Train travel has always been one of my favourite way to travel: it takes obviously longer than planes, but it is less stressful, you can roam around freely in the compartment and it is much more comfortable. Also, you get to see beautiful landscapes passing by as you get to your destination.
I took the overnight train to go to Vienna around Christmas last year and it was definitely an experience I’ll remember!
From Brussels, the only option you currently have to go to Vienna with a night train is taking advantage of what the Austrian railway company (ÖBB) has to offer. The ÖBB Nightjet network reaches a lot of destinations and it is currently one of the most developed in Europe when it comes to night trains.
Featured picture: photo by Lennart Uecker on Unsplash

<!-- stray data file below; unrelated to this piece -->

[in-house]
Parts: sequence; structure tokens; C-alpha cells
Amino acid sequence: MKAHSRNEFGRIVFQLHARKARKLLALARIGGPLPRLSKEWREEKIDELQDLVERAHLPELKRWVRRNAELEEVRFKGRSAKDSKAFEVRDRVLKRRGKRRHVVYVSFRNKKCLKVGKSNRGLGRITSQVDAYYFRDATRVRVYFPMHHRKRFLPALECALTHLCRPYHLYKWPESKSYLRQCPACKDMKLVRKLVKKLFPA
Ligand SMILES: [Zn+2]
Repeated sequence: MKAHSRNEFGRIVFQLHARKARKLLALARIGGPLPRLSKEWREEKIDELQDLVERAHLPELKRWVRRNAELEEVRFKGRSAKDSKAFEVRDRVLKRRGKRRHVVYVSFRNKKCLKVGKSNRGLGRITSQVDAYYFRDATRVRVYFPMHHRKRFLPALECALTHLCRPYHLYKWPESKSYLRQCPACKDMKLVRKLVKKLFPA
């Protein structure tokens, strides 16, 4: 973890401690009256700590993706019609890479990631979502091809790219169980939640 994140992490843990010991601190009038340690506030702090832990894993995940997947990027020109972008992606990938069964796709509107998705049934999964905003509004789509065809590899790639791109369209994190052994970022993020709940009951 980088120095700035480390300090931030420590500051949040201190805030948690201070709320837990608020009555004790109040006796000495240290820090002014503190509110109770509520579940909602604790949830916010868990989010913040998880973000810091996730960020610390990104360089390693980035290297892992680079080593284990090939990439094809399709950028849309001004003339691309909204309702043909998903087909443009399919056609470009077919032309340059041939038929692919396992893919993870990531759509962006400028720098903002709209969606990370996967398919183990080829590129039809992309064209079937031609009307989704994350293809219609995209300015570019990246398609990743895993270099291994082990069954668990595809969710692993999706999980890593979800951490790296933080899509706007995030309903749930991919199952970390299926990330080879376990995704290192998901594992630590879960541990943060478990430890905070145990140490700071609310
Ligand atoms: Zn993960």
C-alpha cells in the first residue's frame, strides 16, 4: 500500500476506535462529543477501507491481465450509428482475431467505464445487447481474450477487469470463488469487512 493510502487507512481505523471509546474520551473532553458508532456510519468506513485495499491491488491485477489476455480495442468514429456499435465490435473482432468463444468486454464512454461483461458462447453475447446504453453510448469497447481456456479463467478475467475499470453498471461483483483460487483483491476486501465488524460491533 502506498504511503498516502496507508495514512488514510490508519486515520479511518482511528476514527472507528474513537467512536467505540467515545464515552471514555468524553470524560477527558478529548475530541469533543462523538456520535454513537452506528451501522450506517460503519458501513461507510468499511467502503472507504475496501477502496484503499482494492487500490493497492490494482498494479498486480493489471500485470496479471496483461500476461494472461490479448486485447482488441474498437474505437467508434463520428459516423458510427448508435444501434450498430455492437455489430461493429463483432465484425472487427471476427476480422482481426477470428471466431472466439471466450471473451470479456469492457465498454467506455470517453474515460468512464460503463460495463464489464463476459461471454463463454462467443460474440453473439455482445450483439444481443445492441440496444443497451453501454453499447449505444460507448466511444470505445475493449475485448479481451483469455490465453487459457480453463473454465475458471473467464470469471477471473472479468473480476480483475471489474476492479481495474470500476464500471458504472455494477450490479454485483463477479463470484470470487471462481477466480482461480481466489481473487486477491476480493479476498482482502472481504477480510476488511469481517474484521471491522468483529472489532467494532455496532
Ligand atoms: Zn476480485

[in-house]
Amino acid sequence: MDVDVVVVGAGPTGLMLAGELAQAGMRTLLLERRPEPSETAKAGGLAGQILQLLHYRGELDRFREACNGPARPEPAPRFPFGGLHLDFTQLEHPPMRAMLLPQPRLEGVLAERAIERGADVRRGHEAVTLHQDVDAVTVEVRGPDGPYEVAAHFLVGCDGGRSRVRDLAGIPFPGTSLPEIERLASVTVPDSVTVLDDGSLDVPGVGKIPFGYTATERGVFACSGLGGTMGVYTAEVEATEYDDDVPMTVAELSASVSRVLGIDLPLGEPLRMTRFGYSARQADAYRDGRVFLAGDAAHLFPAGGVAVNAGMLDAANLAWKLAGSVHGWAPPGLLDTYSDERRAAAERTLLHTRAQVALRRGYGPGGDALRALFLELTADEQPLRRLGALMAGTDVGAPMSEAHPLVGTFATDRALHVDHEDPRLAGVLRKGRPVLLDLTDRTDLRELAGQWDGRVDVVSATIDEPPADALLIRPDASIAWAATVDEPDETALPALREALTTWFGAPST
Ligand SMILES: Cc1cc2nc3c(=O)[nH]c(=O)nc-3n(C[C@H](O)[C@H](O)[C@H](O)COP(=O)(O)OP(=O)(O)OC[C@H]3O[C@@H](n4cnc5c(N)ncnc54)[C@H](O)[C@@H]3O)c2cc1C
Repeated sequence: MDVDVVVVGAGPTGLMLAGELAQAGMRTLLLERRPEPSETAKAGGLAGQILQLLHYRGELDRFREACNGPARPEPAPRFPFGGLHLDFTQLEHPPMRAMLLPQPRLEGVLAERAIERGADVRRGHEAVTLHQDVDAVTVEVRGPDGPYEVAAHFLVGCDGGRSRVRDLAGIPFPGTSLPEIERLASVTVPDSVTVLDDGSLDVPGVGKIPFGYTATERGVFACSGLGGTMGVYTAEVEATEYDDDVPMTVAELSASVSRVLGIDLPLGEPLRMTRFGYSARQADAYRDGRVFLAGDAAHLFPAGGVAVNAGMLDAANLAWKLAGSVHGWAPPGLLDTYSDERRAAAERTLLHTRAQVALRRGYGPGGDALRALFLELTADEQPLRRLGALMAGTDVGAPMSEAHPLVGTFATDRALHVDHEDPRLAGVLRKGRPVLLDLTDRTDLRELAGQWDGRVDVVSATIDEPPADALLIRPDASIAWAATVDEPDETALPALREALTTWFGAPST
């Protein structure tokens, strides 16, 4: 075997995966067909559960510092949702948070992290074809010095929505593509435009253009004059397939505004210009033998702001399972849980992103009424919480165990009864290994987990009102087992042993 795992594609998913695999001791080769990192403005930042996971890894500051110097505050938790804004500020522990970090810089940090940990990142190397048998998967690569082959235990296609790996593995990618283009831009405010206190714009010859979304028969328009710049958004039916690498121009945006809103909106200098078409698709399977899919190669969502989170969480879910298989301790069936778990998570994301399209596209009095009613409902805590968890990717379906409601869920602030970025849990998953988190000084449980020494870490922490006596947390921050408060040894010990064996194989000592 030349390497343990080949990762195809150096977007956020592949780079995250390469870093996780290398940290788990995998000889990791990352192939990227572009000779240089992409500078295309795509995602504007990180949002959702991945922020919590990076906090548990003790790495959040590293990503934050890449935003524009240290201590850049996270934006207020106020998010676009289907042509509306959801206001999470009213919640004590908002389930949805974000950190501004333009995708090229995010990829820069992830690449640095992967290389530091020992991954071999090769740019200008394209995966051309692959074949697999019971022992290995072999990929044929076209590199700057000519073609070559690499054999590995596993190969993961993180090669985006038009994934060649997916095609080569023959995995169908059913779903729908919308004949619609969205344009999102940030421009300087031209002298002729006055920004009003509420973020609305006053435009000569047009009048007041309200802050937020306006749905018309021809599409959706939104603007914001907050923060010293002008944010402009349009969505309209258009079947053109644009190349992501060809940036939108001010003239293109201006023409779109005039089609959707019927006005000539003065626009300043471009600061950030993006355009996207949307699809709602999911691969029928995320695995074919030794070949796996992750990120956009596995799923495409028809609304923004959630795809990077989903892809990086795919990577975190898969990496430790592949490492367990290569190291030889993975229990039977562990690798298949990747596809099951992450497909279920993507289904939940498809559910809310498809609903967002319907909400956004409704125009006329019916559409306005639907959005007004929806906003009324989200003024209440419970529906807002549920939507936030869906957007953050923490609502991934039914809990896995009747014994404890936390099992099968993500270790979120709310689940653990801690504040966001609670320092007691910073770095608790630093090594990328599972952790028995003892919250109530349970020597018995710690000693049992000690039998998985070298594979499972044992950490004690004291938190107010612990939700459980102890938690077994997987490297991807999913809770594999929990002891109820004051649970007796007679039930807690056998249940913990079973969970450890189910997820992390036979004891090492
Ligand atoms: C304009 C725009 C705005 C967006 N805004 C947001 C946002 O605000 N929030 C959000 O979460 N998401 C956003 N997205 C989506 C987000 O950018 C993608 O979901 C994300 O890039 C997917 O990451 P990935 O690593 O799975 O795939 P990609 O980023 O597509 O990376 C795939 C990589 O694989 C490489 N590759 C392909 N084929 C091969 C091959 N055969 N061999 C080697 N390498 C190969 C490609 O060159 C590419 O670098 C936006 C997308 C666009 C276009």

Brussels – Vienna with the ÖBB Nightjet
The ÖBB recently opened a new connexion with direct overnight trains operating back and forth between Brussels and Vienna, stopping along the way in some Belgian, German and Austrian cities. For me and my friends, this was the perfect way to spend a long week-end in the Austrian capital, without “losing” too much time and saving money as well.
What is the schedule?
The trains run three times a week: they leave Brussels on Mondays, Wednesdays and Fridays at around 19.30, then arrive in Vienna at around 9.30 the next morning.
From Vienna, the train leaves on Tuesdays, Thursdays and Sundays, departing from the main station at around 20.00, and arrive in Brussels the next morning, at around 10.00.
What are the seats and compartment options?
You have three different options when it comes to choosing how you want to spend your night on the ÖBB Nightjet, all depending on your budget and how comfortable you want to be.